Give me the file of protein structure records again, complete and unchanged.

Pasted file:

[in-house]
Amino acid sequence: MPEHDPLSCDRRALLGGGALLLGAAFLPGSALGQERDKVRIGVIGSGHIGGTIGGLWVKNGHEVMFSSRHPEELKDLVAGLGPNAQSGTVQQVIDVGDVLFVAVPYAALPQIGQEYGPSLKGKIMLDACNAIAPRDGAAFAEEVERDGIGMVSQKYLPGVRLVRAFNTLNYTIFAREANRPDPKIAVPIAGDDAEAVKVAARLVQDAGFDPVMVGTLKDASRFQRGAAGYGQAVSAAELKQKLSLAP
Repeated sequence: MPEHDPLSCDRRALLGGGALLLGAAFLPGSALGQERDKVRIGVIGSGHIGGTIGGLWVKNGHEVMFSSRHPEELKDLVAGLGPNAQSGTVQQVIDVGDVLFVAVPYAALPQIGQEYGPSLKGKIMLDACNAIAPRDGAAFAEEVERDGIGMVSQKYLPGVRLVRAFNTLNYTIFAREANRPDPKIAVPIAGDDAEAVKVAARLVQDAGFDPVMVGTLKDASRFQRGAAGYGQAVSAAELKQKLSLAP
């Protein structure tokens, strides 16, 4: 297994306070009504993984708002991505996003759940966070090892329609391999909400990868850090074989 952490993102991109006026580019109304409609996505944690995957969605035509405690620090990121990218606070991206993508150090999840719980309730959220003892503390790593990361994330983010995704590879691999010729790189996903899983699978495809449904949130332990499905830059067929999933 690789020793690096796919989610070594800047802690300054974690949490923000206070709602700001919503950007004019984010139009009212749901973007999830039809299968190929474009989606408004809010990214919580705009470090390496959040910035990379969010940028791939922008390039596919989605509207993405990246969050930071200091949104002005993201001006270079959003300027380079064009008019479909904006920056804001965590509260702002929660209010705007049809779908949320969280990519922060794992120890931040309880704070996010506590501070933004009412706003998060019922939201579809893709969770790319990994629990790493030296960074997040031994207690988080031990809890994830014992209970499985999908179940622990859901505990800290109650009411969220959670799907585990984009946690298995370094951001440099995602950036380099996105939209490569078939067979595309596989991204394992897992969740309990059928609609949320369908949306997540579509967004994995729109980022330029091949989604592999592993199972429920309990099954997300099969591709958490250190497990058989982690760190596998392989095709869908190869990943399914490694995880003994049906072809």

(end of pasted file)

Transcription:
[in-house]
Amino acid sequence: MPEHDPLSCDRRALLGGGALLLGAAFLPGSALGQERDKVRIGVIGSGHIGGTIGGLWVKNGHEVMFSSRHPEELKDLVAGLGPNAQSGTVQQVIDVGDVLFVAVPYAALPQIGQEYGPSLKGKIMLDACNAIAPRDGAAFAEEVERDGIGMVSQKYLPGVRLVRAFNTLNYTIFAREANRPDPKIAVPIAGDDAEAVKVAARLVQDAGFDPVMVGTLKDASRFQRGAAGYGQAVSAAELKQKLSLAP
Repeated sequence: MPEHDPLSCDRRALLGGGALLLGAAFLPGSALGQERDKVRIGVIGSGHIGGTIGGLWVKNGHEVMFSSRHPEELKDLVAGLGPNAQSGTVQQVIDVGDVLFVAVPYAALPQIGQEYGPSLKGKIMLDACNAIAPRDGAAFAEEVERDGIGMVSQKYLPGVRLVRAFNTLNYTIFAREANRPDPKIAVPIAGDDAEAVKVAARLVQDAGFDPVMVGTLKDASRFQRGAAGYGQAVSAAELKQKLSLAP
């Protein structure tokens, strides 16, 4: 297994306070009504993984708002991505996003759940966070090892329609391999909400990868850090074989 952490993102991109006026580019109304409609996505944690995957969605035509405690620090990121990218606070991206993508150090999840719980309730959220003892503390790593990361994330983010995704590879691999010729790189996903899983699978495809449904949130332990499905830059067929999933 690789020793690096796919989610070594800047802690300054974690949490923000206070709602700001919503950007004019984010139009009212749901973007999830039809299968190929474009989606408004809010990214919580705009470090390496959040910035990379969010940028791939922008390039596919989605509207993405990246969050930071200091949104002005993201001006270079959003300027380079064009008019479909904006920056804001965590509260702002929660209010705007049809779908949320969280990519922060794992120890931040309880704070996010506590501070933004009412706003998060019922939201579809893709969770790319990994629990790493030296960074997040031994207690988080031990809890994830014992209970499985999908179940622990859901505990800290109650009411969220959670799907585990984009946690298995370094951001440099995602950036380099996105939209490569078939067979595309596989991204394992897992969740309990059928609609949320369908949306997540579509967004994995729109980022330029091949989604592999592993199972429920309990099954997300099969591709958490250190497990058989982690760190596998392989095709869908190869990943399914490694995880003994049906072809």